- Basilica Cistern – Famous for the scene from the Tom Hanks movie, Inferno, where the deadly plaque was due to be released, the cistern is A giant underground cistern built by Justinian in 532 to provide water to the city in cases of siege. A wooden walkway winds between the pillars, and lights and piped music add to the eerie atmosphere. Large fish swim in the waters below and there is even an impressive statue of the mythical Medusa which is quite impressive.
- The Grand Bazaar and The Spice Market – No visit to Istanbul is complete without at least a stroll down the lanes. Yes, it is noisy. Yes, it is busy. And yes, you have to put your bargaining shoes on!! Everything is available here, from leather goods where vendors will do the ‘lighter’ trick to prove its real leather to amber where vendors will convince you that the ‘insect’ is inside to Turkish carpets. Every visitor to the city wants to take his chances and find a bargain, but be warned there is every chance you may be scammed. Now, the spice market, not too far from the bazaar is something else. The aroma of magical spice permeate the air, Turkish saffron is abundant and any spice you can’t think of is available. This was my favourite place.
- Palace – It was ordered to be built by the 31st sultan who felt that Topkapi Palace lacked style and luxury. The palace was home to six Sultans from 1856 up until the abolition of the Caliphate in 1924. The last royal to live here was Caliph Abdülmecid Efendi. In 1924 ownership was trasferred to the national heritage of the new Turkish Republic. Mustafa Kemal Atatürk, the founder and first President of the Republic of Turkey, used the palace as a presidential residence during the summers and enacted some of his most important works here. Atatürk spent his last days in this palace, where he died on November 10, 1938.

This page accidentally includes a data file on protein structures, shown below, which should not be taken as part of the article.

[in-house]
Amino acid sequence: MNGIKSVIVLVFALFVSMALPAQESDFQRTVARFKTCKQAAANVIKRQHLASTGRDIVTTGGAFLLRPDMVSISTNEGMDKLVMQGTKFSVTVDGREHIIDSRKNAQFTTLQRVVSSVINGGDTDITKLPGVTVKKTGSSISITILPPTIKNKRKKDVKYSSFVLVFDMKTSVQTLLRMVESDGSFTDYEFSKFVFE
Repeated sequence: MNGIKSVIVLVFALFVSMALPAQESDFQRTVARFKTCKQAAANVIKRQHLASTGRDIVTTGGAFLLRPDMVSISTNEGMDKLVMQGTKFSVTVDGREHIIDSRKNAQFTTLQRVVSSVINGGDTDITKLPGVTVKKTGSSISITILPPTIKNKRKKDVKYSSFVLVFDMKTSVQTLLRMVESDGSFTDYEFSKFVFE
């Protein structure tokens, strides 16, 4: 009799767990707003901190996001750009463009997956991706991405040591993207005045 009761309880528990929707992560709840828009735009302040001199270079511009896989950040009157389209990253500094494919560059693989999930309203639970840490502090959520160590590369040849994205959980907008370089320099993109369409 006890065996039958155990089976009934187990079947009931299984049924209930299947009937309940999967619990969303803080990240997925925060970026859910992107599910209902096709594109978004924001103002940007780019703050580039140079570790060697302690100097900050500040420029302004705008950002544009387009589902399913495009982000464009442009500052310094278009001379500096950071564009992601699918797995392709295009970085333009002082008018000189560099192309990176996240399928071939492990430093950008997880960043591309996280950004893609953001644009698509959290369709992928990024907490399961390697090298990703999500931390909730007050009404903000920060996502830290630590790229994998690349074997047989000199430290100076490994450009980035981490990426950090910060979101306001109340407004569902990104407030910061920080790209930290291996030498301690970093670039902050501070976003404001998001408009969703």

There are many other places to explore in the old city and you can even hitch a taxi to take you to the leather district where you can get a pair of shoes or a jacket or bag made just for you. Or you can mosey on down to the waters edge, find a fabulous restaurant or hop on a river cruiser and enjoy sundowners over the Bosphoros. You can even get a txi for the day and explore the ruins of the old Ottoman city wall. The choices are endless, but first visit the magnificent historical place
On the European side of the city, across the Golde Horn is the more modern Beyoglu. So you can get your history on during the day and your groove on by night.
Beyoglu is famous for its lively atmosphere, Istiklal Avenue, Taksim Square and cultural activities. Taksim, Karakoy, Galata & Tophane are is also popular tourists areas in Beyoglu.
- Taksim is the most popular region for the tourists. Taksim Square is cosmopolitan and modern and is a vibrant entertainment & shopping area. Rooftop bars and restaurants abound. There are various cafes offering both western food or more traditional Turkish fare including the famous Turkish doner. But don’t rush, find a pavement café, enjoy something cold to drink and have a puff on a tradtional ‘hookah’ pipe.
- Istiklal Avenue, it is a must for all travelers in Istanbul. It is a long colorful pedestrian street full of all kind of shops, restaurants, cafes, street shows and it is located just off Taksim Square. My favourite street to wander and browse and also where we bought the most amazing baklava.
- Cukurcuma is an authentic district of the area where the visitors may enjoy the lively streets with cafes, art houses and souvenir shops. For the most majestic and panaoramic views over Istanbul and the Bosphorus there is not other place than The Galata Tower, an old Genoese tower which house a luxurious restaurant with the same name at the top.
Istanbul is memorable, authentic and just a little bit magical. I know I will return there but now I look forward to exploring even more of the majesty of this country called Turkey.